A key member of a partner in Germany's ruling coalition has called for an "Islam law" to prevent foreign financing of mosques as he says "political Islam" undermines integration in the country.
Andreas Scheuer, the Christian Social Union's general secretary, has said in an interview with Die Welt newspaper that "political Islam" undermines efforts to integrate people in Germany.
He spoke to the newspaper at a time of polarizing views on immigration in Europe and the arrival of mainly Muslim refugees.
Scheuer said financing of mosques or Islamic kindergartens from foreign countries, such as Turkey and Saudi Arabia, must be stopped, the UK's Independent newspaper reported.
He also said "all imams must be trained in Germany and share our fundamental values."
The CSU is any ally of Chancellor Angela Merkel's Christian Democratic Union which share power with the Social Democratic Party in a grand coalition.
"It can't be the case that other, sometimes extreme, moral concepts, are imported from abroad," Scheuer was quoted as saying.
"German must become the language of the mosques," he noted, arguing: "Europe must cultivate its own Islam."
Event before the arrival in 2016 of more than a million asylum seekers from the Muslim world, Germany had the largest Muslim population in the E.U., numbering 4.8 million as of 2010, Time magazine reports.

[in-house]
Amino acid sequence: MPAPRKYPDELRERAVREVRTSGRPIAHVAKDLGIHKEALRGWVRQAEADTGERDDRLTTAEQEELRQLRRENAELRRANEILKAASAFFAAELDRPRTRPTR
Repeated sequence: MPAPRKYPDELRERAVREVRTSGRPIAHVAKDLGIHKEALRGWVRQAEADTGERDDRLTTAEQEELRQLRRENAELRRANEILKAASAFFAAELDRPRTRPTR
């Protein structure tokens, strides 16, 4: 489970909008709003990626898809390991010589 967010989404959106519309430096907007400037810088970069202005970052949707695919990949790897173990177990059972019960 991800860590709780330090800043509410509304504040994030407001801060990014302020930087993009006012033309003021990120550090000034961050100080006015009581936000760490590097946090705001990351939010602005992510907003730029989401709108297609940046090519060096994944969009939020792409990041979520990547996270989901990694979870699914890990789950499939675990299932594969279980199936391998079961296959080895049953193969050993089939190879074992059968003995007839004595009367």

By comparison, France, has slightly fewer Muslims with 4.7 million, but it has faced many more problems with extremism.
There have been at least six deadly Islamist attacks in France since 2012, killing a total of 160 people including the 130 killed in Paris in November, when extremists from Daesh, or ISIS as it is also called, caused mayhem in the city.
Scheuer suggested in his Welt interview that those who do not properly integrate could be deported.
"Whoever does not integrate themselves cannot stay here," he said.
"We must stop with this integration romance. Multiculturalism has failed. Whoever is not integrated must deal with leaving this country."
The Independent reported that last year, Austria banned foreign funding for mosques and imams, while several politicians have called for such a ban in France.
Earlier in 2016, three universities in Germany closed Muslim prayer rooms, drawing accusations of discrimination.
Since 2006, a number of federal states in Germany have introduced legislation prohibiting head-scarves for teachers.